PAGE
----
You are being trackedIn a report released last week, the ACLU describes in chilling detail the rapidly expanding law enforcement use of automatic license plate recognition (ALPR) systems nationwide. Originally designed to automatically scan surrounding vehicle plates for comparison against a “hot list” of wanted vehicles – such as those reported stolen or owned by a person for whom an arrest warrant was outstanding – ALPR devices have now become a seemingly indispensable investigative tool. While law enforcement use of emerging technologies is not in itself a problematic practice, how those tools are used can be of great concern.
How it worksWhile the underlying algorithms that make ALPR possible can be highly complex, the basic technological principles are fairly straight forward. Essentially the technology involves a camera, a computer, and a piece of software designed to “read” any vehicle license plates picked up by the camera. Mounted on police cruisers or road fixtures such as overpasses or street lights, sets of connected cameras can effectively scan the license plates of every vehicle within range.
While one or two such systems pose relatively little threat to everyday privacy, hundreds of such cameras are now active all over LA County and are being used by the LAPD, the LA County Sheriff, and the California Highway patrol. Together, the accumulated data from all these sources (all of which is shared between departments and even the Federal government through a backend server system known as BOSS) can be mined by law enforcement and the results used to paint a picture of the movements of any citizen who drives on public roads – going back months or even years into the past.
ALPR grows upOriginally developed in England as an offshoot of the massive public surveillance camera system long in use there, ALPR was first put to practical use in the late 1970s. However, despite its early potential, the prohibitive cost of computing and camera equipment made widespread use of the technology impractical until the last decade. Broad public knowledge of the practice is still underdeveloped. News reports were covering ALPR back in 2006, including an article published in Wired; but even at that relatively late date, the more nefarious aspects of the technology were still all but unknown. Even the ACLU is quoted in that article as being unconcerned about the practice at the time stating that there had been no legal challenge because the activity was not illegal – what a difference a few years can make.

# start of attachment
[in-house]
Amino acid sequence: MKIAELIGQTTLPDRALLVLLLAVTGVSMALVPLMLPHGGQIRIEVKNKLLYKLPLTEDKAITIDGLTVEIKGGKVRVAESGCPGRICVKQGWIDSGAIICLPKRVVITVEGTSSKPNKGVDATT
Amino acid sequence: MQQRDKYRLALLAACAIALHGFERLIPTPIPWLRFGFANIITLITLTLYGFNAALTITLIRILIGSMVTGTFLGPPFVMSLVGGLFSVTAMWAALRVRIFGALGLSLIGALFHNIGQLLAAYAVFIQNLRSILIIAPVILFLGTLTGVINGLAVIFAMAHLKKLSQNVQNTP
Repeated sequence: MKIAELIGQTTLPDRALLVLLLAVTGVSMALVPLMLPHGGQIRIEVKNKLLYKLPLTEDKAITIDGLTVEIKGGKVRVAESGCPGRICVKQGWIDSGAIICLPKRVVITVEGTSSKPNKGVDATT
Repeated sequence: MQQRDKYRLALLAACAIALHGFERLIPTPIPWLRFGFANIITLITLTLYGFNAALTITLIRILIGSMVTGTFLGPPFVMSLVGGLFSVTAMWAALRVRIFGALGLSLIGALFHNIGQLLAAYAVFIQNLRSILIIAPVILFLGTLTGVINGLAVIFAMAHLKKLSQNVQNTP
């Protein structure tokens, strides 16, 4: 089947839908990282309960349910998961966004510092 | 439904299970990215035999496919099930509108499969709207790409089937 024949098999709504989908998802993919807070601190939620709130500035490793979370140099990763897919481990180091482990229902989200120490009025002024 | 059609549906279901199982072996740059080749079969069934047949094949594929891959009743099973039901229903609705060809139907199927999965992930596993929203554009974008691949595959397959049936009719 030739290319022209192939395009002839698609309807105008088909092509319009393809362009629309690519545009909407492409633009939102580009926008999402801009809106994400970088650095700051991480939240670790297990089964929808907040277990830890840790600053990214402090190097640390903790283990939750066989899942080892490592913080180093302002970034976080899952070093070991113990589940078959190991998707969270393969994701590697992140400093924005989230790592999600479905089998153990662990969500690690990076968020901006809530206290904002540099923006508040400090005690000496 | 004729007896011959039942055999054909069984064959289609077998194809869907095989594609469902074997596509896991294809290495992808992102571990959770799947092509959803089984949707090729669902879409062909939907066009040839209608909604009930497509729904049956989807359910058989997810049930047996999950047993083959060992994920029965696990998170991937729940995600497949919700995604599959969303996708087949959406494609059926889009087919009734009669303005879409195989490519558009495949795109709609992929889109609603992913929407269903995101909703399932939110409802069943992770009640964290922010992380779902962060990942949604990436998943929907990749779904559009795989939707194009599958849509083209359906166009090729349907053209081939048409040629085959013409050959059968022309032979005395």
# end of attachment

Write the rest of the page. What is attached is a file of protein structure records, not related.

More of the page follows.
Lost cost digital storage and the rise of privacy concernsMuch has changed since 2006 to make ALPR technology a much bigger concern today than it was just a few years ago. Of primary concern is the rapidly decreasing cost of huge computer storage capacity. Once a barrier to privacy invasion, digital storage technologies now allow law enforcement to maintain the records of their scans indefinitely; a possibility many agencies are all too happy to embrace. In the early days, hits were only scanned against a short list of “hot” vehicles. Today, everything has changed. Now, every single scan is logged into a database with some jurisdictions storing more plate data points per year then there are residents under their protection. What was once a benign police tool has now become every bit as controversial as the NSA phone surveillance program revealed earlier this year.
Indefinite storageWhile police agencies tout the many legitimate uses of the ALPR technology, privacy concerns about the system stem not from its legitimate uses but largely from the length of time for which collected data is retained. Because every scanned plate is logged and stored in the database, Los Angeles streets are effectively under nearly permanent video surveillance. In the absence of any statewide regulation, agency privacy protections vary dramatically between institutions. The LAPD, for example, apparently holds the data for approximately two years, even on entirely innocent individuals. While the department has been hesitant to respond to ACLU records requests, written procedures appear to allow for data retention even of information not linked to any crime.
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